Today tastes like marigolds, poppies, and tears. Green, bitter, salty. October is going to be especially long this year. I think perhaps I should make that crown of marigolds, and wear it with black ribbons in my hair.
Last night I dreamed about my honored dead, family and friends alike.
In the first series, my family was holding a reunion. And that, boys and girls, should tell you right off that this was a dream, since my family doing the big reunification group grope is as likely as jumping off a cliff and having your parachute turn into a scoop of strawberry ice cream. With jimmies.
But no, there we were--grandparents, aunts, uncles, and cousins. From both mother's and father's sides of the family. We were in an enormous house in the high desert mountains--I get the impression it was Taos or Santa Fe. Wood floors, rugs on the walls, lots of exposed beams and windows, so we had light, light, light everywhere.
It was good seeing my grandmothers again. We talked about needlework-- knitting, crochet, embroidery. The grandfather I knew told stories of his time in the war, and compared it to the PBS documentary mini-series. The grandfather who died before I was born (so he was in black and white, grainy and a little off-focus) told about watching the southwest grow, what he'd seen of the towns. I told him about Phoenix, and showed him pictures on my cell phone.
And this time I kept my big mouth shut and didn't commit the faux pas of announcing, "But you're dead!" The first time I dreamed of a dead friend, I dreamed we were riding our bicycles down to the university campus, as we did often during the summers in middle school. Twenty miles as the bike path rides will take a lot of pre-teen starch out of you, and the long lazy warm summer days were just right to fit the trip in between dawn and dusk.
We wove in and out of the tunnels that surround many of the buildings on the main campus, laughing in the lengthening dusk. She turned back to look at me, hands off the handlebars, mouth open and laughing, and then I said it. The unforgivable words.
Her face fell, and she melted away. The dream ended. I woke up missing her all over again.
But not last night. I woke up feeling as though I had visted one last time as an adult with those who had moved on before. I'm the next to last of my generation in the family, born to the youngest daughter on my mother's side, born to the middle child (who was the issue of a second, later marriage) on my father's side. The youngest of the grandchildren is my younger brother.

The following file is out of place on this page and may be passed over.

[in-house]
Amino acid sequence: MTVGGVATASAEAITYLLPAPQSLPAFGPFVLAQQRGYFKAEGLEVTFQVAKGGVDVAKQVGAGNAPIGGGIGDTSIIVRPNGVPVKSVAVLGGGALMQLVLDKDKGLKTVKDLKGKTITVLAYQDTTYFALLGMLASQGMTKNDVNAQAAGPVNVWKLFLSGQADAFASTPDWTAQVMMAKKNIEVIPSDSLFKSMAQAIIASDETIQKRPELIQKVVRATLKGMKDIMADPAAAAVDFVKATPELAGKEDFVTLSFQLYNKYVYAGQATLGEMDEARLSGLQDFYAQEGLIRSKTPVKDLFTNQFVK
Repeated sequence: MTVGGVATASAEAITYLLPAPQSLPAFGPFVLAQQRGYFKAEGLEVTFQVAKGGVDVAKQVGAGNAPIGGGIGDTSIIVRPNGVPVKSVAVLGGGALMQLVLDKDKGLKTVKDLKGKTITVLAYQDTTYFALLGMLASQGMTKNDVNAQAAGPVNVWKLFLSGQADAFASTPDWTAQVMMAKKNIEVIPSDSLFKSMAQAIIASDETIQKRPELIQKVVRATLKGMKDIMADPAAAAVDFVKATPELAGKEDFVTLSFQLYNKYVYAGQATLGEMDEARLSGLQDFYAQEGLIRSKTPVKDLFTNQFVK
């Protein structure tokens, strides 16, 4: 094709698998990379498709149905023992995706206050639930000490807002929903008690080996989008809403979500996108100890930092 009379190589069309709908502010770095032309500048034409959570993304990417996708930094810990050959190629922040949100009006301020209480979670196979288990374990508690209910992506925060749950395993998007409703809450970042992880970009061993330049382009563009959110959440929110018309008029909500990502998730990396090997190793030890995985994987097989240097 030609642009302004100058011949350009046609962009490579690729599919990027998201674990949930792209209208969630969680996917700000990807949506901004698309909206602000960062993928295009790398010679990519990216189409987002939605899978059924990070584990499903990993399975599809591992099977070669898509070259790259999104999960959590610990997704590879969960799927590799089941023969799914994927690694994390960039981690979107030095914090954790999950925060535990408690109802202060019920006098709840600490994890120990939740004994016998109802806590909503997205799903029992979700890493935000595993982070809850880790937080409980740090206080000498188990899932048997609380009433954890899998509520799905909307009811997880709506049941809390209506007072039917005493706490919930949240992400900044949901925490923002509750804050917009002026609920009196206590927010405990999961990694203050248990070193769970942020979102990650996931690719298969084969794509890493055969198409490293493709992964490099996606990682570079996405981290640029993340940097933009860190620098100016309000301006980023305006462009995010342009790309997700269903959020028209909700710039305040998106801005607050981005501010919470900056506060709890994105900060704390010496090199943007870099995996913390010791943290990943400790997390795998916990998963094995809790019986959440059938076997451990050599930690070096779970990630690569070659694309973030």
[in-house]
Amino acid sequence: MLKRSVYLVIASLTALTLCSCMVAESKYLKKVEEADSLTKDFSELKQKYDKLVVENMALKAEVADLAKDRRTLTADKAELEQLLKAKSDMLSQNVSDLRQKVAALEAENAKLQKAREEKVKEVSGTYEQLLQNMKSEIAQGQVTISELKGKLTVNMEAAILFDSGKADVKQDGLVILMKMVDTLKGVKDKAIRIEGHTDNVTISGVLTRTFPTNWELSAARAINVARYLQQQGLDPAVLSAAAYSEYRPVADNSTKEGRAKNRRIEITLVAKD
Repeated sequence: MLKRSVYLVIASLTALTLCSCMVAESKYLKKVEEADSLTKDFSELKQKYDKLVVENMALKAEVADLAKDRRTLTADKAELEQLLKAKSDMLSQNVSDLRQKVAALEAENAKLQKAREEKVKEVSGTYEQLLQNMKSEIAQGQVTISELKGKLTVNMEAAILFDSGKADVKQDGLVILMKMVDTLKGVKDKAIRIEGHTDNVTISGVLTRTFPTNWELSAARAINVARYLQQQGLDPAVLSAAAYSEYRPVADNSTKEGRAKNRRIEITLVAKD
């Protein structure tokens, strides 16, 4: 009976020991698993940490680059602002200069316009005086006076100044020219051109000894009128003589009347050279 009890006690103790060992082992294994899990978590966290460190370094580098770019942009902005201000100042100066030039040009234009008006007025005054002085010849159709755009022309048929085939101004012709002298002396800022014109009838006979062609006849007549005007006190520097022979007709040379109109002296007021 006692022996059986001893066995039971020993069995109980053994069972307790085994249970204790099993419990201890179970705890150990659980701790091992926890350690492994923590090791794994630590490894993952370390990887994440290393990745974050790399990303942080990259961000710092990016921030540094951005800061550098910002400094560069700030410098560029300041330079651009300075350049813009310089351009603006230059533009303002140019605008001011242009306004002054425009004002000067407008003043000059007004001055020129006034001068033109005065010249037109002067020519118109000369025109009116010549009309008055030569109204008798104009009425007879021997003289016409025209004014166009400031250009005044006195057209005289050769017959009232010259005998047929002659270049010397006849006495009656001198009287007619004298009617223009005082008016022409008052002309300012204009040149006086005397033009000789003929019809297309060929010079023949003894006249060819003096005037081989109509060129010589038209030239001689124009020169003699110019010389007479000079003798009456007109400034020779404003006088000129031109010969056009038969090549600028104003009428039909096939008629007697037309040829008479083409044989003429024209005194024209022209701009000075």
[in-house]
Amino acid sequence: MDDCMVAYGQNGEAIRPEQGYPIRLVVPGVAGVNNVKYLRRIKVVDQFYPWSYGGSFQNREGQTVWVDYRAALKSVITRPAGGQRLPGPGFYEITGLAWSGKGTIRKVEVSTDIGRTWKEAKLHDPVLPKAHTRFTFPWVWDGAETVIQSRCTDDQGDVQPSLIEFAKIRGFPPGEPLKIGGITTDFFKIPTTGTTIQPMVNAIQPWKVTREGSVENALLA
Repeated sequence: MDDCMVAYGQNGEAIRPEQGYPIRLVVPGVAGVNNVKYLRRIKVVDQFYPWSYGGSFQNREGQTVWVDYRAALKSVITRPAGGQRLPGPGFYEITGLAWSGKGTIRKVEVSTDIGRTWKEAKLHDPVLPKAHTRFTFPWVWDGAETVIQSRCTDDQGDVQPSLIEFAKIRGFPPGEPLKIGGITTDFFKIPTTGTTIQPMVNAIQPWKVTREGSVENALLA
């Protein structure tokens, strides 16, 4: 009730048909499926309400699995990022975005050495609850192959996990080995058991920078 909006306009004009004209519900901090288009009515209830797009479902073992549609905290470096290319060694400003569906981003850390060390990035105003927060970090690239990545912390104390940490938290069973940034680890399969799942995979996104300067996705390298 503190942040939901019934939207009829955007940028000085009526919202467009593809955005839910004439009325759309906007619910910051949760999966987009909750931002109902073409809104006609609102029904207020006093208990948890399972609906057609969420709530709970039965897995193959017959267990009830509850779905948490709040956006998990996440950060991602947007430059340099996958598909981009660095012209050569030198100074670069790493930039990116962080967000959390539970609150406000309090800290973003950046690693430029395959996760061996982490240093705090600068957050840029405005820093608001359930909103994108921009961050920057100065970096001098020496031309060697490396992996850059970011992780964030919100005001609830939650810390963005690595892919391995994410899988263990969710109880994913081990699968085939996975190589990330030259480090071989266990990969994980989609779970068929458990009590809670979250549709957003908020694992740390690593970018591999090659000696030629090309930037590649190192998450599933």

So most of what I knew of my grandparents were the older, frailer people whose health was beginning to splinter. We did things together, but they were quieter things, not games of tag or ball. And most of my memories are those of a child relating to adults, not as an adult relating to elders. I have a handful of recollections of talking with my father's mother as one needlewoman to another, like pressed pansies--faded and brittle. I handle them carefully, scarcely breathing.
The second dream was of fallen friends. I saw them as I often do, at a science fiction convention, which was taking place at a hotel that doesn't exist any more. This time, we were hanging out on the grass of the hotel near the pool, swilling various concoctions of alcohol potent enough to light ablaze, but sweet enough to cover the taste. Until you stand up, that is. Then you dishcover that shomeone shtole your kneesh while you were shitting--I mean, SITTING there. Minding your own bushinesh. Shomebody shtop him!!! Thief! Thief!!
Larry Lard, and Ozymandius, and Roderick the Sly . . . the whole crew. Capitan Benito Gato dropped in, and said he couldn't stay long, but he wanted to say hello. Which is interesting. Cap'n Gato is not well, I know. I may see him at Dead Man's Party in a couple of weeks--and I may not.
I woke up thinking of a story I've been meaning to write for years, now.
I think perhaps I shouldn't put it off any longer.